When this gang and I finally got our first liberty, we spent it going into to Saint Louis and then going across the Mississippi River bridge to East Saint Louis, Illinois, and that whole weekend we let it all hang out, we shook the Army out of our heads and hair and acted like wild jackoffs. With a liberty pass you could be off-post from Saturday noon until Monday morning formation at 6 o'clock--and if you weren't in that Monday morning formation then you'd not get another liberty pass and would be put on permanent KP or worse keeping the coal fires going in the barracks boilers all night, going from barracks to barracks (there were four in our battalion) stoking the furnaces, chocking them with coal--a dirty, filthy job that also left you without sleep for most nights.

We made it back by the skin of our asses from that Saint Louis liberty, a weekend that started with a big steak dinner at Ruggiero's Restaurant, and was followed by a night of whoring at the F-111 Club in East Saint Louis, and the Chicago guys and I moseyed down to the Judges Chamber and dug Oliver Sain's band, a Saint Louis blues band, then staying up all Sunday drinking in the Wonder Bar in the Jefferson Hotel, then dragging our asses back in time for first formation Monday morning, hungover, but feeling our male oats after such a macho weekend.

From then on as long as we passed inspection on Saturday morning we got liberty passes every Saturday at noon. [The two Jewish lawyers didn't have to come to Saturday morning inspections because of the Sabbath, much to the disgust of our Gentile sergeants and our Gentile black captain who poured tons of anti-Semitic abuse on the boys when their names were called during roll call. "Horowitz? Horowitz? Where's Horowitz? What's Horowitz, a little cry-baby Jew boy? Ohhh, mommy, mommy, the little Jewboy can't come out and prove himself a real man and not a kike queer. Horowitz?" And these guys were never there and then during the week they got all the shit work, extra KP, mopping out the barracks over and over, or working the boiler room whether they were perfect soldiers or not--just because they were Jewish. They were both pretty sharp lawyers and they went over the Military Code books in the post library and they knew the military couldn't force Jewish soldiers to break the Sabbath. So these two wonderful Jewish bastards got away with going to no general inspections while they were in basic training.]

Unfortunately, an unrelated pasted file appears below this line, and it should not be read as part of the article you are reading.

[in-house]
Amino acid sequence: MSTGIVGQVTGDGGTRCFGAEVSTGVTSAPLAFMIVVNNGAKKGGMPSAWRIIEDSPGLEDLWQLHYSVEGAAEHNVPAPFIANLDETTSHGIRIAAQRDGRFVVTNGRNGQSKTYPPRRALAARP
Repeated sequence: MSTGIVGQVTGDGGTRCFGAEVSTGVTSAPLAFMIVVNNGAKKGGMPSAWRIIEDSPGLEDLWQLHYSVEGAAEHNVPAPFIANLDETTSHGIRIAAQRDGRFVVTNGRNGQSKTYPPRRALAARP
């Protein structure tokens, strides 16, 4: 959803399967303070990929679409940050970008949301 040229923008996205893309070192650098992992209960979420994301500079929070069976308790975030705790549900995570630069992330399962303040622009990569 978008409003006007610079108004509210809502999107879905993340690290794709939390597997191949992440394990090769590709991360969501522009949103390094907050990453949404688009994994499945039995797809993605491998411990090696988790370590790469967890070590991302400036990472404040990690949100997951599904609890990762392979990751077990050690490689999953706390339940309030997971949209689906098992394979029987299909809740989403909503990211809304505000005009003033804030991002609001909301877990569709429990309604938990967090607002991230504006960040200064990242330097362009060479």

I remember distinctly it was a Thursday night and we'd been out on bivouac for three days and three nights and we came back to post Thursday afternoon and when we got back our mail was on our cots and Big Bad John had gotten a box from home and it was full of jars of Franklin peanuts--all the Chicago and Michigan kids swore by Franklin nuts--the letter enclosed with the nuts talked about lots of news from East Lansing, with the Spring Semester starting at MSU and how they were barbecuing every night now that BBJ's dad had gotten a new gas grill installed on the patio. I suddenly said, "Hey, dudes, why don't we go to East Lansing next liberty--could we do it?" The Chicagoans said they really didn't want to go to Michigan but that maybe we could go to Chicago, hang there one night, and then BBJ and I could take the ferry across Lake Michigan to Michigan. "Could we make it back by Monday morning, guys?" I asked. The Chicago dudes said they could make it back but they didn't know about me and BBJ, whether we could get back in time from East Lansing. "If we took the train--I don't know, we wouldn't have much time, man; we'd get to Chicago late Saturday night, if we get a good start--the bus to Saint Louis, then the Rock Island into Chicago. It'd be tight but we could do that round-trip easy," the Chicagoans said. BBJ, the perfect soldier, surprised me by saying, "Let's give a go, Wolfie; it'd be cool to surprise my folks--and we could go into Detroit with my sister--we could do it, Wolfie, let's go to Chicago and then East Lansing in World Record whirlwind time." We got excited and decided to try it this coming Saturday. We got discounts on buses, trains, and planes because we were soldiers and it was the Vietnam era, so we checked on all the trains leaving Saint Louis for Chicago. We thought, we'll get to Chicago by Saturday night. We'll party in Chicago--I wanted to go see Ramsey Lewis who was playing there that weekend at the SRO Club--and then BBJ and I could take the first morning ferry over to Michigan City and then on to East Lansing--getting there by noon Sunday. Holy shit. That would be scary tight--getting back to Leonard Wood from Detroit--we might have to fly. God-damn, I couldn't afford an airline ticket but BBJ said if we had to fly back, he'd cover my ticket. Case closed. We were "Going to Chicago and sorry but we couldn't take you." Then across the Lake to Michigan and some Detroit barbecued ribs. Yahoo, were we excited. The planning. The scheduling. We had to be perfectly pitched in terms of time to pull it off without showing up on post Monday night.

To be continued.


for The Daily Growler

Note: thegrowlingwolf is writing a serial here--like old Arthur Conan Doyle wrote the Sherlock Holmes stories--as magazine serials.
Hey, look, a copy of Creem.